I hugged him again. I understood and I know he knew I understood. Only someone who’s been in that war will ever understand all the nuance in his statement. Then we went out to the shops. He helped me pick out a new pair of shoes. I stood with him while he smoked an only-during-bad-times-cigarette. And we enjoyed our meal more than the hundreds we’ve shared in the past decade. Because, who knows what poison might infect his system or mine soon?
Yet another friend has climbed his painful way out of that abyss, quit his corporate job and gone off to chase a longtime dream. Last year I asked him out. He didn’t say yes. He didn’t say no. Now, he may never return from the place he has moved to. But he sends me photographs of his life there. We both know something that people who aren’t like us, do. There is relating and that goes way beyond relationships. It took divorce and abuse and alimony and broken engagements to learn that.
We’ve seen too much to believe that rituals are romantic. We’ve borne too much to pretend that families always know what’s best for us. We’ve been through enough and more that something deeper in us, even the least aggressive of us, has sat up and said, “Enough.” It’s the amiable friend who remarried and didn’t invite anyone because he was done with the tamasha. It’s the ‘good wife’ who shed her burqa for a high-low dress and finally got herself a business card telling the world about the business she had run for six years. It’s the quiet colleague who moved to another city to start a bar and live with two bachelor friends.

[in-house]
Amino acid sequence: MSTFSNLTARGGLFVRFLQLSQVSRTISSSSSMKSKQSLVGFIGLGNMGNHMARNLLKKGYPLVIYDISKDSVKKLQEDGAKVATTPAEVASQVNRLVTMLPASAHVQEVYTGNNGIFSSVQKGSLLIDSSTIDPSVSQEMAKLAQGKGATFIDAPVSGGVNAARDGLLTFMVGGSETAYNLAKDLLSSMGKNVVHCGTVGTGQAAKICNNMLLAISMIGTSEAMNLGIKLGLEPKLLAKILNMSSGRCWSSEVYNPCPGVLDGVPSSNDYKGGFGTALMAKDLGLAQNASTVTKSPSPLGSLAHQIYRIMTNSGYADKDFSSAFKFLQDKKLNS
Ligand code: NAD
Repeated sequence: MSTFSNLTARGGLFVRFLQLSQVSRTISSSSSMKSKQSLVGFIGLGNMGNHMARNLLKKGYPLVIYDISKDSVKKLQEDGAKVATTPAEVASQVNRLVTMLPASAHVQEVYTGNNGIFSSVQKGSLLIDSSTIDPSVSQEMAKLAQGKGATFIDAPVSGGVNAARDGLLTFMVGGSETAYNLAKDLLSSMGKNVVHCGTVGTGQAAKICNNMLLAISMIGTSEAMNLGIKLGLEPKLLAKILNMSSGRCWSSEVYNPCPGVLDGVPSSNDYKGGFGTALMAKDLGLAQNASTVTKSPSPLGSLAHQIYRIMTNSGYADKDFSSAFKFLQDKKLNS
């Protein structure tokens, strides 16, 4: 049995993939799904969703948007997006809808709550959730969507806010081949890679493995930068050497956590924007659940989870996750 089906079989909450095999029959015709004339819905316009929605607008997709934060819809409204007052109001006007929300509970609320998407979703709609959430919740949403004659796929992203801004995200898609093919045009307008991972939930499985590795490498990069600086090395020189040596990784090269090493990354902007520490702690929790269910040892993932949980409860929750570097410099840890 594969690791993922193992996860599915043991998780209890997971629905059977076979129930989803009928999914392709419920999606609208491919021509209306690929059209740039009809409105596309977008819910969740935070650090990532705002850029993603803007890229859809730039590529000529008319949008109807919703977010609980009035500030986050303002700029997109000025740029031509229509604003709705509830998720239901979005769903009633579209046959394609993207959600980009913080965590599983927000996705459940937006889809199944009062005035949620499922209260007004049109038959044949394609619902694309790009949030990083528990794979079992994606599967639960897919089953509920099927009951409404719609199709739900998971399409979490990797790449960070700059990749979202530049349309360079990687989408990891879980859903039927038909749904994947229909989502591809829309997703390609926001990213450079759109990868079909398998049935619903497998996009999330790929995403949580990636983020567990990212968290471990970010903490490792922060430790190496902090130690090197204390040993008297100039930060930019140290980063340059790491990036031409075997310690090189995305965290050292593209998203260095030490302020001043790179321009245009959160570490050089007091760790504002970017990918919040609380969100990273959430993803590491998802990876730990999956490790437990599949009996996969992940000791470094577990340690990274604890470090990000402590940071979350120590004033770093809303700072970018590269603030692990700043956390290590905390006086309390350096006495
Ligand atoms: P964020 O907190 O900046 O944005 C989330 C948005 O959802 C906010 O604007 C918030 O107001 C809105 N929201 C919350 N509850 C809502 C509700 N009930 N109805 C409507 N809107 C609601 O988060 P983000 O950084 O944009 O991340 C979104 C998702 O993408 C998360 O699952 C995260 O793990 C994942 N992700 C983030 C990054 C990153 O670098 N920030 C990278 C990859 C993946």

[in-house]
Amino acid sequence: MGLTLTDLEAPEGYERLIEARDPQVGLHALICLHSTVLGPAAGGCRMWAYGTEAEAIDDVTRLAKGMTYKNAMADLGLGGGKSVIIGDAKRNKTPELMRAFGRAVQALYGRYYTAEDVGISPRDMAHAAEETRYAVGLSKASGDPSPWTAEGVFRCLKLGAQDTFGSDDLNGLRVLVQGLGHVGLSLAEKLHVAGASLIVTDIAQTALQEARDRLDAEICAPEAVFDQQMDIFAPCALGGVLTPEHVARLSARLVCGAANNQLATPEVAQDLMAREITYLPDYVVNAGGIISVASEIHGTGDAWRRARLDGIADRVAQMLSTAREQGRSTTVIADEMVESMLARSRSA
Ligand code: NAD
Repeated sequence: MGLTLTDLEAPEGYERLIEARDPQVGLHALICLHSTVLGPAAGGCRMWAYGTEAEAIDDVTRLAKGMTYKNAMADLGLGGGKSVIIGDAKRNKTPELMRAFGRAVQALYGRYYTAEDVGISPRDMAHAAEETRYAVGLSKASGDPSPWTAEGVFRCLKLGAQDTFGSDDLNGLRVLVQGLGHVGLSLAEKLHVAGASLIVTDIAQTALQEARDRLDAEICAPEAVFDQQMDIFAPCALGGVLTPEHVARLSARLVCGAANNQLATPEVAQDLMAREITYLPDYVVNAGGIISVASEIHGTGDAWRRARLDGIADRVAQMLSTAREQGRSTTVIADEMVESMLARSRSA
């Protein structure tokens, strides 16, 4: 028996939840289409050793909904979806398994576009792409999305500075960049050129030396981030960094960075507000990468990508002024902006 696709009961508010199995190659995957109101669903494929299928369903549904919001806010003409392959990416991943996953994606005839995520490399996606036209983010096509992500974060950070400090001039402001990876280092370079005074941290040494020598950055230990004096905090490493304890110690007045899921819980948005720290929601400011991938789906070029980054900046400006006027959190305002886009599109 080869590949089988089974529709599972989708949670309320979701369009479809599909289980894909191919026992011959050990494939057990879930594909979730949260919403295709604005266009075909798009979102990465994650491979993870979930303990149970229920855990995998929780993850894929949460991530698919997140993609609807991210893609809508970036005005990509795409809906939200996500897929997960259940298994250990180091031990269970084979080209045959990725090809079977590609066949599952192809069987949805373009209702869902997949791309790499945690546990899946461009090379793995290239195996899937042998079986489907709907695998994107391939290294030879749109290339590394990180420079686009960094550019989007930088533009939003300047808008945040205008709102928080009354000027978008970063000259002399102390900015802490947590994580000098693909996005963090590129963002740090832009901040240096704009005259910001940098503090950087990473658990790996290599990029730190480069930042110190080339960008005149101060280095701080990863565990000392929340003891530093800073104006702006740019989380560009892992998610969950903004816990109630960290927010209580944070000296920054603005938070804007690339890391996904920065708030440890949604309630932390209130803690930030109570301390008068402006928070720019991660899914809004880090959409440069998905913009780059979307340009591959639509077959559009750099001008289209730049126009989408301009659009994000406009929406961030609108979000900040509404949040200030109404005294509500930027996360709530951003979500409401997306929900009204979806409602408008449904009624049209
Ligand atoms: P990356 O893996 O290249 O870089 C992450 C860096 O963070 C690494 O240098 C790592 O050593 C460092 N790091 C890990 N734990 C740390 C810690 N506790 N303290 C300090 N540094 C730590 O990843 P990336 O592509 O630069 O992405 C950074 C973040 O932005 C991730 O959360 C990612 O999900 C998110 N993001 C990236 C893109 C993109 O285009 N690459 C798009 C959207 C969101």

This for me is the new India. It didn’t have to live through Independence or Emergency or most of the big wars. But it has had to make its way through outdated social rituals, oppressive familial references and being thrust into a volatile international economy that it was not prepared for. It has been on Shaadi.com as well as Tinder. And guess what, it hasn’t crashed as yet.
There are more of us and we are all around you. You’re related to us. You’re dating us. You’re working with us. You’re falling in love with us. You’re living next door to us and borrowing daal from us. You’re sharing parking space and theatre seats with us. You’re asking us for advice on what to wear, which college to go to and if we’ll give you a reference at your next job. You’re selling to us. We are not the others anymore. Many of us are the ones making pathbreaking choices and while they’re not comfortable, the generation after us looks up to us because we’re displaying the rebellion they’re losing in their twenties.
Divorce is not an evil word anymore. Living in is not a sin punishable by death. Sex is not a bad word. Virginity is not a prize. Men are not freer than women. Women do not make better parents. In-laws are not the same as parents. Big weddings are nothing more than expensive PR campaigns. Older people are just older people, not wiser people. Rituals do not ensure happiness. Intelligent people are not sorted-out people. An IIT or an IIM degree does not guarantee a good spouse or even a good life.
It’s time you revised your myths.